Presentation of the destination
Stockholm is the capital of Sweden, spread out over 14 islands and connected by 57 bridges it is the most heavily populated city in Sweden and the whole of Scandinavia with a total of 881,235 people. Located on the coast of south-east Sweden where the Baltic Sea meets Lake Mälaren (the third largest lake in Sweden) Stockholm is known for its beauty, architecture, buildings, clean, open water and its many green spaces. In fact Stockholm is one of the cleanest capitals in the world and is made up of 30% waterways and 30% green spaces. The city has a vast history having been inhabited since 1000 AD, and so, obviously has an abundance of places to see and things to do. Stockholm has a similar climate to that of Eastern US with average highs of 20-22°c in the summer and between 1 and -4°c in the winter.
Points of interests / things to see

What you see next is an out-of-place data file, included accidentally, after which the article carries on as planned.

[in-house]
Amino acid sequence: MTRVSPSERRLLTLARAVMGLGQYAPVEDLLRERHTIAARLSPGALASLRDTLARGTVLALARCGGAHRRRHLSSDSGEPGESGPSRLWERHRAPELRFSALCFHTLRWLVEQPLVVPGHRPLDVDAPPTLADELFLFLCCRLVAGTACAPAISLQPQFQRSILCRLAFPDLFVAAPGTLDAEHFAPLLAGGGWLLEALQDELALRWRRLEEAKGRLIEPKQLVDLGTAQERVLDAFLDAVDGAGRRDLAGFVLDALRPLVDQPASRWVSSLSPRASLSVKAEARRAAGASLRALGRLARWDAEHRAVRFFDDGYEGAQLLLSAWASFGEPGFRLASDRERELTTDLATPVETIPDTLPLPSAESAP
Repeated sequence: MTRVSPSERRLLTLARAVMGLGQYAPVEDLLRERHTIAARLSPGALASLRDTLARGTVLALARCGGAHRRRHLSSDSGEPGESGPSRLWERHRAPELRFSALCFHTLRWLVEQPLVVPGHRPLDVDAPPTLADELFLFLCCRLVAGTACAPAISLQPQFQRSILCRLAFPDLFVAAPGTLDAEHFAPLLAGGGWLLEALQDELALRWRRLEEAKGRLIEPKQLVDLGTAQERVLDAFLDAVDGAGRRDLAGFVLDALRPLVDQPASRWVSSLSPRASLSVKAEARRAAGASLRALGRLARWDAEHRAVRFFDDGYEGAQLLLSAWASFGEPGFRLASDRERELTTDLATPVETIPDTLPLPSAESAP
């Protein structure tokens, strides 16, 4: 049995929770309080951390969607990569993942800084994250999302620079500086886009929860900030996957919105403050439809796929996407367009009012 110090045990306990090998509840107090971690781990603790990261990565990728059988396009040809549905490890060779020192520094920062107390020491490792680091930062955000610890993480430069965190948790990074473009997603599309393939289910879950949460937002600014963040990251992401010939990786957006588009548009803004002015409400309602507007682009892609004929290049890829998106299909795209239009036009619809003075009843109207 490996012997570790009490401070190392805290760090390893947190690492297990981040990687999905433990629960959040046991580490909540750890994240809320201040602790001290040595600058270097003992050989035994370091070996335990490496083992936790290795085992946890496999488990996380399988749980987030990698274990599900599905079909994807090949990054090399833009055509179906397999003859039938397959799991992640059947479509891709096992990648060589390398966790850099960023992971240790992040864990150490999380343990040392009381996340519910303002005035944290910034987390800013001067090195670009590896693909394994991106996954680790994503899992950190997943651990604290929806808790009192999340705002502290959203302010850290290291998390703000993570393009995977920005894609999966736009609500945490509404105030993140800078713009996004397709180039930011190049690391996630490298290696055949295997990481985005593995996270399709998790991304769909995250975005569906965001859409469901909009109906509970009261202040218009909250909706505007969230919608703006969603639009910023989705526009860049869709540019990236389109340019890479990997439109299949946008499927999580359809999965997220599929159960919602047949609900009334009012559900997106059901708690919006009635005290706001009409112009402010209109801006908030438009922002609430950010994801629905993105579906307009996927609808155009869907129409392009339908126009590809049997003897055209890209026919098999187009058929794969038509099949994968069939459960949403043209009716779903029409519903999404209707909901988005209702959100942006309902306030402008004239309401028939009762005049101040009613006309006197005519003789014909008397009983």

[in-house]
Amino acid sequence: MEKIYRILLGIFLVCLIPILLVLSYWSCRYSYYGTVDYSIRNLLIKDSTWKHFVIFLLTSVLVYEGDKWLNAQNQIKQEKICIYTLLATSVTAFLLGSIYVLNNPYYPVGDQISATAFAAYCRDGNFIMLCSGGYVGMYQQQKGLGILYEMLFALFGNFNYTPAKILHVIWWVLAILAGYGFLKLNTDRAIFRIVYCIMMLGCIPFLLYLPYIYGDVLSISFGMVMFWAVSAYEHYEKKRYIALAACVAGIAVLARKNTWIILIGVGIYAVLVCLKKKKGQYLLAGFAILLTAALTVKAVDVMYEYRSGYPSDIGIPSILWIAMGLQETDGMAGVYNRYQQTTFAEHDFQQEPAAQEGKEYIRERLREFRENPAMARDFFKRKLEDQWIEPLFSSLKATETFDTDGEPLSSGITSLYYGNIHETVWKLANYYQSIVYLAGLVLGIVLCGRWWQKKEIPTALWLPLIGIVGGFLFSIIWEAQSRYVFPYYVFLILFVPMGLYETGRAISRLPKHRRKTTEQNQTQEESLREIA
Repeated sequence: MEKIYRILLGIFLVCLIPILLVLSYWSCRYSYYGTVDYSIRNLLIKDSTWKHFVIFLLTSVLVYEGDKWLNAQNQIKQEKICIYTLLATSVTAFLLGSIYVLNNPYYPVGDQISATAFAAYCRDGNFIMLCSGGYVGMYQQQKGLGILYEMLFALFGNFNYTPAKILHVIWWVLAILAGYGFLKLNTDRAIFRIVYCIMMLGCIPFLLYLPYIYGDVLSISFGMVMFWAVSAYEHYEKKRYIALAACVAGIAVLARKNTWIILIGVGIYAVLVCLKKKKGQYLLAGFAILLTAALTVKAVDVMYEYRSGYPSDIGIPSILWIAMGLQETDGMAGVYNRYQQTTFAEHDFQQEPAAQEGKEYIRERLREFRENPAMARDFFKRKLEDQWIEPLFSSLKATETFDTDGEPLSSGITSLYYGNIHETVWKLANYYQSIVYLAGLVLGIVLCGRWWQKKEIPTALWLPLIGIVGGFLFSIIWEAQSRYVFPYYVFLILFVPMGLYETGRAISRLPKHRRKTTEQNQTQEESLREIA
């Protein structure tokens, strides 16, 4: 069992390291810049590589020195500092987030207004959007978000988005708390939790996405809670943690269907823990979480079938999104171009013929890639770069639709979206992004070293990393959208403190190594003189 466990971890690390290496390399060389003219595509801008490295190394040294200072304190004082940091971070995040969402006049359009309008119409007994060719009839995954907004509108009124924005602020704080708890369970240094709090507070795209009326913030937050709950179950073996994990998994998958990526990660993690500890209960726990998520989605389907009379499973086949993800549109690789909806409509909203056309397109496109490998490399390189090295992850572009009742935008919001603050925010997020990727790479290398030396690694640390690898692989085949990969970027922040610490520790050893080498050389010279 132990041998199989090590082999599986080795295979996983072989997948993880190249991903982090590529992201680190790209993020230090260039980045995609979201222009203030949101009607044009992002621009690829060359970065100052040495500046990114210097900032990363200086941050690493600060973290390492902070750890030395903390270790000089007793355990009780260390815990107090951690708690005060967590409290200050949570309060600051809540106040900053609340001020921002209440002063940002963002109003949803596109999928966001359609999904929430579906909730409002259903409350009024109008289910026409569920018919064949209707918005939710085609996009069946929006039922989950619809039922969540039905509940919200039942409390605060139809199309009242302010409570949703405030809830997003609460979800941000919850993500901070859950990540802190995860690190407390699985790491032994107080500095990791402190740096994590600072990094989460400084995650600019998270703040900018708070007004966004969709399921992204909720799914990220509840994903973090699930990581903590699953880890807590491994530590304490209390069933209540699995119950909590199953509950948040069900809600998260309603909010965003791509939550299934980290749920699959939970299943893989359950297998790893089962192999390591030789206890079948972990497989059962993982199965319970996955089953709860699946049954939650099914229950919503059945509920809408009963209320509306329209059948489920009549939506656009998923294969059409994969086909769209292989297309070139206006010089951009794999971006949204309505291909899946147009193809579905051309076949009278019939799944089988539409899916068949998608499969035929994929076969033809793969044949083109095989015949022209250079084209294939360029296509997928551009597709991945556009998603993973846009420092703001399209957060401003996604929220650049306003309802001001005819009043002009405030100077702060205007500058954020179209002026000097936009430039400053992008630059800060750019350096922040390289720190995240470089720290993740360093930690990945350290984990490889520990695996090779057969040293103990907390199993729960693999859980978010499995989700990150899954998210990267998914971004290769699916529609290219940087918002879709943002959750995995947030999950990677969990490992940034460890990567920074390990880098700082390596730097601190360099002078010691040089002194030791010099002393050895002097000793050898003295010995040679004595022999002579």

Rosendals Garden history goes back as far as the late 17th century, although from the 17th and 18th century it was more like an English style park than what it is today. Rosendals is an organic garden which is open to the public. You can visit the Orchard where there are over 100 apple trees, the wine garden, and the wonderful rose garden where you can find over 100 varieties of old rare roses. The yield from the vegetable plots and greenhouses is either sold in the Plant Shop, the Garden Shop, or used as ingredients in the Café. Address Stiftelesen Rosendals Trädgård Rosendalsterrassen 12 SE – 115 21 Stockholm Website www.rosendalstradgard.se Email Address Info@rosendalstradgard.se Telephone +46 (0)8 545 81270 Opening Hours: January – CLOSED February and March – Tuesday to Sunday 11:00 – 16:00 April – Tuesday to Sunday 11:00 – 16:00 May to September – Monday to Friday 11:00 – 17:00 and Saturday to Sunday 11:00 – 18:00 October – Tuesday to Friday 11:00 – 16:00 and Saturday to Sunday 11:00-17:00 November and December – Tuesday to Sunday 11:00 – 16:00 *CLOSED JUNE 22nd to 24th* Entrance Fee Free